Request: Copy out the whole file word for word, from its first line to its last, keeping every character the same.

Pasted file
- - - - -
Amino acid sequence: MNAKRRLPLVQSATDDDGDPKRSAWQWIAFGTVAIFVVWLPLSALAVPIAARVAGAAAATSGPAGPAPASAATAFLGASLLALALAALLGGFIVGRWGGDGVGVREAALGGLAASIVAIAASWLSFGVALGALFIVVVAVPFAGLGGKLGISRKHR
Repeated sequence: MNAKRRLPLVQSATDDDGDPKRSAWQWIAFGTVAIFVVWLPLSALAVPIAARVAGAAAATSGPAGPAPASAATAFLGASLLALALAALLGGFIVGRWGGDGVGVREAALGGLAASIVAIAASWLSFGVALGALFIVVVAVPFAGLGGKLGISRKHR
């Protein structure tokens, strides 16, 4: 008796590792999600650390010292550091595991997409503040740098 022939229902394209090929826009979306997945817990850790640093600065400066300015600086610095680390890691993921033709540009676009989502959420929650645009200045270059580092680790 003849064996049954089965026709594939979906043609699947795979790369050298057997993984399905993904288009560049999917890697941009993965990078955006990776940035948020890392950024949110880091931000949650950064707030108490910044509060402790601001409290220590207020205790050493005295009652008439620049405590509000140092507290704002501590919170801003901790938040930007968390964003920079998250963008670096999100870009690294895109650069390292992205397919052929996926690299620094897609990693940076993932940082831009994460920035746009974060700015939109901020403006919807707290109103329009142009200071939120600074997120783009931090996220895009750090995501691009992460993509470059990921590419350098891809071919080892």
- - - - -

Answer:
Amino acid sequence: MNAKRRLPLVQSATDDDGDPKRSAWQWIAFGTVAIFVVWLPLSALAVPIAARVAGAAAATSGPAGPAPASAATAFLGASLLALALAALLGGFIVGRWGGDGVGVREAALGGLAASIVAIAASWLSFGVALGALFIVVVAVPFAGLGGKLGISRKHR
Repeated sequence: MNAKRRLPLVQSATDDDGDPKRSAWQWIAFGTVAIFVVWLPLSALAVPIAARVAGAAAATSGPAGPAPASAATAFLGASLLALALAALLGGFIVGRWGGDGVGVREAALGGLAASIVAIAASWLSFGVALGALFIVVVAVPFAGLGGKLGISRKHR
């Protein structure tokens, strides 16, 4: 008796590792999600650390010292550091595991997409503040740098 022939229902394209090929826009979306997945817990850790640093600065400066300015600086610095680390890691993921033709540009676009989502959420929650645009200045270059580092680790 003849064996049954089965026709594939979906043609699947795979790369050298057997993984399905993904288009560049999917890697941009993965990078955006990776940035948020890392950024949110880091931000949650950064707030108490910044509060402790601001409290220590207020205790050493005295009652008439620049405590509000140092507290704002501590919170801003901790938040930007968390964003920079998250963008670096999100870009690294895109650069390292992205397919052929996926690299620094897609990693940076993932940082831009994460920035746009974060700015939109901020403006919807707290109103329009142009200071939120600074997120783009931090996220895009750090995501691009992460993509470059990921590419350098891809071919080892």